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Washington, D.C.-In the latest salvo against private health plans, Congressional leaders claim that the Medicare Part D drug benefit raised costs for taxpayers and seniors some $15 billion this year due to higher administrative and sales costs and lower rebates from drug companies.
"Privatizing the delivery of the drug benefit has enriched the drug companies and insurance industry at the expense of seniors and taxpayers," said Rep. Henry Waxman (D-Calif.), chair of the House Oversight & Government Reform Committee, which issued an report analyzing Part D costs and pricing methods.
Republicans shot back that the critics lack credibility, that Part D is working better than expected, and that plans have higher expenses because it's a lot of work to set up formularies and negotiate lower rates for beneficiaries. Other analysts said that the report mixes apples and oranges and presents faulty and biased data.
Waxman's investigators found that Part D plans tallied administrative expenses and sales costs of approximately $4.6 billion in 2007, including $1 billion in profits. This amount, they claim, is six times higher than the administrative costs of the traditional Medicare fee-for-service program. If Part D expenses were reduced to levels spent by other state and federal programs, Medicare would have saved $3.9 billion this past year.
Another charge is that Part D plans spend too much on drugs because they fail to negotiate rebates from drug companies anywhere near the levels obtained by Medicaid and other government health programs. Part D rebates cut drug expenses by only 8%, according to the analysts, while Medicaid rebates run around 26%, and public health and military programs negotiate discounts over 50%.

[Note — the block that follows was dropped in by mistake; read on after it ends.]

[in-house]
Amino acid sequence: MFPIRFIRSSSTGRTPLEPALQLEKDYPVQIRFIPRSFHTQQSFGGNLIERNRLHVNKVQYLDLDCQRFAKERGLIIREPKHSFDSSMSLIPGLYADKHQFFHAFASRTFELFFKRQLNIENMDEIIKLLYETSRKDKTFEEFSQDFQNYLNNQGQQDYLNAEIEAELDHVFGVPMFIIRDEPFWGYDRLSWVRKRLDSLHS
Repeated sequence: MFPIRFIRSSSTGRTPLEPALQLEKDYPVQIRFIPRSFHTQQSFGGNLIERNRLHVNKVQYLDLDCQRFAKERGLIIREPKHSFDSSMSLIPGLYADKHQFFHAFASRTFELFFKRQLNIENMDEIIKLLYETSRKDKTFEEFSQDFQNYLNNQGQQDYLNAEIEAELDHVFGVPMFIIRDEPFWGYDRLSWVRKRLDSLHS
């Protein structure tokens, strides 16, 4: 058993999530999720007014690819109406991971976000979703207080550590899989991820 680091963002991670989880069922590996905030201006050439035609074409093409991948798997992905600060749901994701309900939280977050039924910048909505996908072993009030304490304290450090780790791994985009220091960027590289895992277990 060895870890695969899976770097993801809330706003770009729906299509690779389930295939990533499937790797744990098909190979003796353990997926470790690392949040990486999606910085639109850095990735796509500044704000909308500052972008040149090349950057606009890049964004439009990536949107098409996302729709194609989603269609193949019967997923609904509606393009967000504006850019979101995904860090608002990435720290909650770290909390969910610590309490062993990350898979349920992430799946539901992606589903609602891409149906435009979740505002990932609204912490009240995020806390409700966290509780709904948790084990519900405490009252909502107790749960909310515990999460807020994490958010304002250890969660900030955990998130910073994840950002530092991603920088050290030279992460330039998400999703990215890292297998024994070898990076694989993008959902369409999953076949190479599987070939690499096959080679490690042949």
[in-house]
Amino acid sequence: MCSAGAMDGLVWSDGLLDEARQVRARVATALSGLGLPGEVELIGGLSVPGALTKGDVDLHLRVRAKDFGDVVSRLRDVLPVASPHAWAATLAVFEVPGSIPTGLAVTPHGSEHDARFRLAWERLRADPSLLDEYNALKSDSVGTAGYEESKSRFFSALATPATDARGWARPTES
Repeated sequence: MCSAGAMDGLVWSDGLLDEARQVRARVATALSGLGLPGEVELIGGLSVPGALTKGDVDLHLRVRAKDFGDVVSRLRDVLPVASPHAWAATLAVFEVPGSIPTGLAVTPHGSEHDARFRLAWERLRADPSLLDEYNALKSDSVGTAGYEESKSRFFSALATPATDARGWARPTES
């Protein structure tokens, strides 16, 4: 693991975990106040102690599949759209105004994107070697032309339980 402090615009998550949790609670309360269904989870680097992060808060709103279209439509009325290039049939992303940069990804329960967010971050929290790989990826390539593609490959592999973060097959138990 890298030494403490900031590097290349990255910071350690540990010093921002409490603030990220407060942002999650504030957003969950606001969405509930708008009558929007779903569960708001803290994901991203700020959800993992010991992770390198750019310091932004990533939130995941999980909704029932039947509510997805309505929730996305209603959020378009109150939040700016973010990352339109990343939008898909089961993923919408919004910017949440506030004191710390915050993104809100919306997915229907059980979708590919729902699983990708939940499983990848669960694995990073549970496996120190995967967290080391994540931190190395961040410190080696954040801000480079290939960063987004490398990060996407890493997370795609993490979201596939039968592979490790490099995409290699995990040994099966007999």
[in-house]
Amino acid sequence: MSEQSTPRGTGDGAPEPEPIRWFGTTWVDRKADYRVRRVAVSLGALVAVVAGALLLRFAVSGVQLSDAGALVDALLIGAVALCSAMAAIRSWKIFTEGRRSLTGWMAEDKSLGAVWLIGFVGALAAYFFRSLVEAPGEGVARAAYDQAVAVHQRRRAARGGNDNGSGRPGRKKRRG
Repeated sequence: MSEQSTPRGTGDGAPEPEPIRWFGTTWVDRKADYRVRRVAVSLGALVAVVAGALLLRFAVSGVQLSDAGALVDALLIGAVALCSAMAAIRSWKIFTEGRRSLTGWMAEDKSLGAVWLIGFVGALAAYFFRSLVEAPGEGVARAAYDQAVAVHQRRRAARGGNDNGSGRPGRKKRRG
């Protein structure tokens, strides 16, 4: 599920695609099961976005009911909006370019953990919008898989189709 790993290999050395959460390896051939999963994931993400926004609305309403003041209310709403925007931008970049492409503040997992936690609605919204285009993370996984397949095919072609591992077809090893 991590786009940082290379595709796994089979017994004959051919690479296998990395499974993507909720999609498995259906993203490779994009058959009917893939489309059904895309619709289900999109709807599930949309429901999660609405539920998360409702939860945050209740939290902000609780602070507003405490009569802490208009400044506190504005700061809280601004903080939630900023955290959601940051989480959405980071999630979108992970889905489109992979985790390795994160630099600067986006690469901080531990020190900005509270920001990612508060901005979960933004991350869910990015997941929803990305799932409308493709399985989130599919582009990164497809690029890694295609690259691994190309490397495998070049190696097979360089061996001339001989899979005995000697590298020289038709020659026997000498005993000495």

The bottom line: Part D spending could have been $10.7 billion less if plans obtained rebates comparable to Medicaid programs. Instead, drug companies are profiting because they now can give lower rebates on the drugs provided to dual-eligibles, who previously obtained higher discounts from state Medicaid programs.
One tricky issue raised by the investigators is whether Part D plans pass along rebates to beneficiaries, as required by the law. This is particularly important to seniors who fall into the coverage gap and have to pay the full cost of drugs out-of-pocket.
They are supposed to have access to negotiated prices, including all rebates and discounts, but the investigators claim that most insurers do not explicitly pass along rebates in the form of the lower prices at the pharmacy counter. The result is that the plans get rebates on the nearly $13 billion paid by seniors in the donut hole, which amounts to a $1-billion bonus. Insurers claim that they use such savings to lower premiums and costs for all beneficiaries, but the investigators believe that much of the money merely pads profits.
One accomplishment of Part D plans is to promote the use of generic drugs. Medicare drug plans achieved 59% generic prescribing this past year, compared to 54% for Medicaid. But even here, the report describes this success as "mixed."
The analysis (available at http://www.oversight.house.gov/) is based on data provided by all the top Part D insurers: Aetna, Caremark, Coventry, Highmark, Humana, Kaiser, Medco, Memberhealth, United Universal American, Wellcare and Wellpoint.